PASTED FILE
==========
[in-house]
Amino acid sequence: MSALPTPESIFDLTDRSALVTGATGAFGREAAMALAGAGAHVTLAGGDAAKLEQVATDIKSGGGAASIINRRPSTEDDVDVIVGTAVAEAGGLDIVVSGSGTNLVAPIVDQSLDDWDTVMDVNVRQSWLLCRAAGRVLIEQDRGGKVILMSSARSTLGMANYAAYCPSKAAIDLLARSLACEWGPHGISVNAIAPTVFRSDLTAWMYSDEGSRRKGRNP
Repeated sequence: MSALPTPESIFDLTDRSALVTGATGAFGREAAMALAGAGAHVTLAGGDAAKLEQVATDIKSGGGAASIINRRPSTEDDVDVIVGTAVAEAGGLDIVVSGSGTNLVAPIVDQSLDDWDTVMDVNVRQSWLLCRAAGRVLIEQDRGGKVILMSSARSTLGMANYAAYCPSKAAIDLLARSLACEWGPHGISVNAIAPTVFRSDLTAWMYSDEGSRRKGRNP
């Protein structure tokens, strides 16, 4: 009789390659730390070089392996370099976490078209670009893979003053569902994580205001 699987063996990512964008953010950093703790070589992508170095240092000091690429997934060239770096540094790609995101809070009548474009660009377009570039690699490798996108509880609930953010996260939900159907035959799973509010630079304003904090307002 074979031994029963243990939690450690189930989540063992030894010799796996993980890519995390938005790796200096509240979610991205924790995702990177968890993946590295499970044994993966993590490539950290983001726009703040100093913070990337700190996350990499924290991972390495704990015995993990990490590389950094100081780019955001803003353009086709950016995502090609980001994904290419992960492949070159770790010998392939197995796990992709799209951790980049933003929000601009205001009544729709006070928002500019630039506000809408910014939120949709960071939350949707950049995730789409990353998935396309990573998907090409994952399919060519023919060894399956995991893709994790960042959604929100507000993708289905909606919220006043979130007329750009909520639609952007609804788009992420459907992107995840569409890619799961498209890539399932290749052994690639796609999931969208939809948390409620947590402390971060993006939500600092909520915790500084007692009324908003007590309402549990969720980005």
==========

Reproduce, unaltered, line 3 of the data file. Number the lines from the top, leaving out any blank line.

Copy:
Repeated sequence: MSALPTPESIFDLTDRSALVTGATGAFGREAAMALAGAGAHVTLAGGDAAKLEQVATDIKSGGGAASIINRRPSTEDDVDVIVGTAVAEAGGLDIVVSGSGTNLVAPIVDQSLDDWDTVMDVNVRQSWLLCRAAGRVLIEQDRGGKVILMSSARSTLGMANYAAYCPSKAAIDLLARSLACEWGPHGISVNAIAPTVFRSDLTAWMYSDEGSRRKGRNP